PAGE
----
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U.S. Department of Transportation U.S. Department of Transportation Icon United States Department of Transportation United States Department of Transportation

Aviation Revenue Freight Ton-Miles Used in the Transportation Services Index

Tuesday, March 5, 2024


Source:  U.S. Department of Transportation, Bureau of Transportation Statistics, Office of Airline Information (government).


Aviation revenue freight ton-miles (RTMFM) data used in the Transportation Services Index (TSI) are from the T-100 dataset compiled by the U.S. Department of Transportation (U.S. DOT), Bureau of Transportation Statistics' (BTS), Office of Airline Information (OAI). Airlines submit T-100 data monthly to OAI. OAI processes the submitted data and performs quality checks.

The T-100 databases include data reported by U.S. carriers operating between airports located within the boundaries of the United States and its territories. These data fields contain information on passengers, freight, and/or mail enplaned at the origin airport and deplaned at the destination airport. The data are available at:


Large U.S. certificated air carriers, small certificated air carriers, commuter air carriers, and all-cargo air carriers must complete Form 41 Financial and Traffic Reporting Requirements. Some carriers complete the form electronically (mainly by the large carriers) and others on paper (small and commuter carriers).

The T-100 dataset includes information on all U.S. commercial air carriers, except air taxis. The dataset does not include foreign air carriers, entities that provide commercial services illegally, in-house air transportation (e.g., corporate jets), general aviation, and air taxis.

Data Quality Questions


  • Is the data source a frame or a sample?
    The T-1 dataset in theory provides information on all U.S. commercial air carriers, except air taxis.
  • Does the sample cover the entire frame? Or is there some group that is missing or underrepresented in the same sample? The actual data coverage falls short of the theoretical coverage due to carriers failing to report, late reporting, and errors. Reasons for nonreporting include: new carriers that take time to learn the reporting requirements, noncompliance, and lost records. Analysis of the data at the carrier level shows gaps in reporting. However, gaps are rare for the largest carriers, and these carriers account for most of the air transportation services provided. Occasionally, carriers report data after the normal reporting period. Errors may occur in the data even though OAI audits the carrier submissions. For example, a carrier may misreport the number of passengers on a particular route.


  • Are the data available monthly?
  • How soon are the data available after the month reported on is over?
    The T-1 data are available to the public about 10 weeks after the month they represent.  Given the lag in reporting, BTS forecasts the T-1 data by one month using an ARIMA model to obtain data through the month needed for the TSI.
  • Are the data easy to access and use?
    The data are easy to access but require some processing to obtain aggregates.
  • Are the microdata available for use?
    Yes, disaggregated carrier data are available.


The U.S. DOT Office of the Secretary of Transportation for Policy (OST-X) identified significant reporting problems when small certificated Alaskan air carriers first began reporting in 2002. OAI since has taken steps to improve the accuracy of the data submissions, and OST-X no longer considers this an active area of concern.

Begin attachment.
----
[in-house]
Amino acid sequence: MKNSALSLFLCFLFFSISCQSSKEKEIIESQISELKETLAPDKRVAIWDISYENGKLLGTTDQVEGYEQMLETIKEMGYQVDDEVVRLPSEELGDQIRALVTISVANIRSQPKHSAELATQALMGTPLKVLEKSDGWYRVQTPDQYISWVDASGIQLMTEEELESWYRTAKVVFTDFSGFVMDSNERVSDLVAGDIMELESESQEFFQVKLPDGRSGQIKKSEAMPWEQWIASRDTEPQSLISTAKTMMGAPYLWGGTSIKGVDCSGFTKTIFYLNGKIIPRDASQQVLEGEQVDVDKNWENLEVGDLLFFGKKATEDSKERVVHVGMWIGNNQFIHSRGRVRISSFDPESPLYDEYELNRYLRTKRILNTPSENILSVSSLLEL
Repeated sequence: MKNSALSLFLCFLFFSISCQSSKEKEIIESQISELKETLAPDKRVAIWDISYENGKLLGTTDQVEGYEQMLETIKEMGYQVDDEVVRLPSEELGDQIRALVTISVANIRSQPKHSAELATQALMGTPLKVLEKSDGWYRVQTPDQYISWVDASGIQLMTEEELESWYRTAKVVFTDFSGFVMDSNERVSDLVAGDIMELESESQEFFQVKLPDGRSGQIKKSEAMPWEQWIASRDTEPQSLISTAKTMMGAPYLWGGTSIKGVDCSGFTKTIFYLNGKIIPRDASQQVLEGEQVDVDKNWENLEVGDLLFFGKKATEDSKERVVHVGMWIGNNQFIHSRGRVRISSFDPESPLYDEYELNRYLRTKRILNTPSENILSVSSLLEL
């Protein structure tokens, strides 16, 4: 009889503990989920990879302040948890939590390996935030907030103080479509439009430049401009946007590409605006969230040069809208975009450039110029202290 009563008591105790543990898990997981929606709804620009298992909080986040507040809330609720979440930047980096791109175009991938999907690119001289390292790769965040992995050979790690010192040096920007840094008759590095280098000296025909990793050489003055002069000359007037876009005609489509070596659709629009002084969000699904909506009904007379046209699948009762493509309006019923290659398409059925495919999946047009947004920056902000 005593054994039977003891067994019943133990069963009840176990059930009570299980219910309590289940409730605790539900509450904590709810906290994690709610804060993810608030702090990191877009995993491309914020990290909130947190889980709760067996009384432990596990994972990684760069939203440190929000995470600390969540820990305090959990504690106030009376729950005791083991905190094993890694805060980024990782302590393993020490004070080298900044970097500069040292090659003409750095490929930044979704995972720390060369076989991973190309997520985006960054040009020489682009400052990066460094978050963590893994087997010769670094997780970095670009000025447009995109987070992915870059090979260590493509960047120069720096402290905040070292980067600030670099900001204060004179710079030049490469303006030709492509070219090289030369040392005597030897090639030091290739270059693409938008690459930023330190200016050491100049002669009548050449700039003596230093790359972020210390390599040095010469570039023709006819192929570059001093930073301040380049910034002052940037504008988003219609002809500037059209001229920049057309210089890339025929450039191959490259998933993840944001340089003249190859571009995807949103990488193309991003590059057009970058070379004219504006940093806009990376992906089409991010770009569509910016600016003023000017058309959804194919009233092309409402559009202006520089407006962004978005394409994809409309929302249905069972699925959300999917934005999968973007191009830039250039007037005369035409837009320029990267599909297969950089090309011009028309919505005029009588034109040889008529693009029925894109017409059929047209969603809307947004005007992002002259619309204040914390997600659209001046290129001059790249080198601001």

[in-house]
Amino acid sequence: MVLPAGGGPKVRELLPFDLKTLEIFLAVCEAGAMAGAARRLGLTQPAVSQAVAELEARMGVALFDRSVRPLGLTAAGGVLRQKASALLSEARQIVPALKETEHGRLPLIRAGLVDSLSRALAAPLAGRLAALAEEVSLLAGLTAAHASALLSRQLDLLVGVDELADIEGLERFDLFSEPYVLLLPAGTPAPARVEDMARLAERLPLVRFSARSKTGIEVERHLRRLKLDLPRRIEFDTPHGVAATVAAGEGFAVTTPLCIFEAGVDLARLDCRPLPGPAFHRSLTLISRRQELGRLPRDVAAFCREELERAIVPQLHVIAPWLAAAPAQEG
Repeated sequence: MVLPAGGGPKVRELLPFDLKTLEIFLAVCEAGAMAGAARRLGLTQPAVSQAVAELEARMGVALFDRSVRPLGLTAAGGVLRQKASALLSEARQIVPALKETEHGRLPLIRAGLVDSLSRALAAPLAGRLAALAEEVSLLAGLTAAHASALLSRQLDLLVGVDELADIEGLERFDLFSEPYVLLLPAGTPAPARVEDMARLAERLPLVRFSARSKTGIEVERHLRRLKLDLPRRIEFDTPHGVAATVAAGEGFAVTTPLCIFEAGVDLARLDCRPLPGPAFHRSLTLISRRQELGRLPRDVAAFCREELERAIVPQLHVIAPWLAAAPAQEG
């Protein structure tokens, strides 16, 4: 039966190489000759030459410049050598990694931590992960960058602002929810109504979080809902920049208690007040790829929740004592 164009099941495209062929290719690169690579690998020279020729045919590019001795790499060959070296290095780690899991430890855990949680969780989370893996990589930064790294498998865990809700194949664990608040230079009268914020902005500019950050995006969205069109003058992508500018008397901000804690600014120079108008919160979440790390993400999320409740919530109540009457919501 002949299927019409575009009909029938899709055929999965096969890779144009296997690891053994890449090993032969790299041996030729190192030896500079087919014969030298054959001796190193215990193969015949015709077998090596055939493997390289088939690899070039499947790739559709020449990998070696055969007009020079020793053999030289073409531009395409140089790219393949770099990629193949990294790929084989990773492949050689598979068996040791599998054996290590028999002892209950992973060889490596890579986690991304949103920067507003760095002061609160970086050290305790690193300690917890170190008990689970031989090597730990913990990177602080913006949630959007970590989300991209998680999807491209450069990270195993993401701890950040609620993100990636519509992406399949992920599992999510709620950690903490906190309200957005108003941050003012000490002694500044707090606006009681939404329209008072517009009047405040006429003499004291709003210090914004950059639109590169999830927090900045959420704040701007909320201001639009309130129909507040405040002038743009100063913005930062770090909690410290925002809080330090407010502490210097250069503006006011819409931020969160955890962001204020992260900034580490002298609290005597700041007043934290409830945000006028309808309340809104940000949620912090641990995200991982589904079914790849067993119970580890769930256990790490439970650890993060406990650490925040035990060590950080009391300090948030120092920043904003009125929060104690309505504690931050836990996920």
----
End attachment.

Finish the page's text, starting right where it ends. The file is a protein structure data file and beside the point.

Airline traffic and financial data are regulatory data and hence, certified as being correct by the submitting carriers. The data cannot be changed without the carrier's consent. Although BTS can reject data submissions that appear inconsistent, BTS does not have the legal authority to make changes in the data submitted by carriers.

OAI follows up with carriers regarding questionable data. OAI sends back a small fraction of the for carriers to review and resubmit.

  • Are there duplicate records?
  • Are there outliers in the data?
  • Are data missing for individual records?  If so, how are they identified? Are data missing for individual records?  If so, how are they identified?
    Some data are missing for carriers that fail to report. However, the largest carriers report consistently.
  • How accurate are the key data fields?
    The problem of inaccurate reporting exists but it is infrequent.
  • Are variances available for this data source?  If so, what method was used to calculate variances?


  • Are the data comparable over time within the data source?  If not, can data be made to be comparable, i.e., combining two data series?
    Beginning in October 2002, monthly data reports included data for carriers that fly aircraft with 60 seats or less or having a payload capacity of 18,000 lbs. or less, as well as domestic all-cargo carriers. These carriers previously reported data quarterly under Form 298c.


  • Data dictionary:
    Documentation is available in the form of data dictionaries and processing steps but is not available for the audit process conducted by OAI.
  • Detailed description of the methodology:
    Information is not available.
  • Estimation methods:
    Information is not available.
  • Are other sources available for the same data?
    Similar data available from the Air Transport Association (ATA) and the Official Airline Guide (OAG).
    Aviation revenue passenger-miles also published on carriers' web sites.
  • Who is the contact for the data source?
    Bureau of Transportation Statistics, 1-800-853-1351, (link sends e-mail)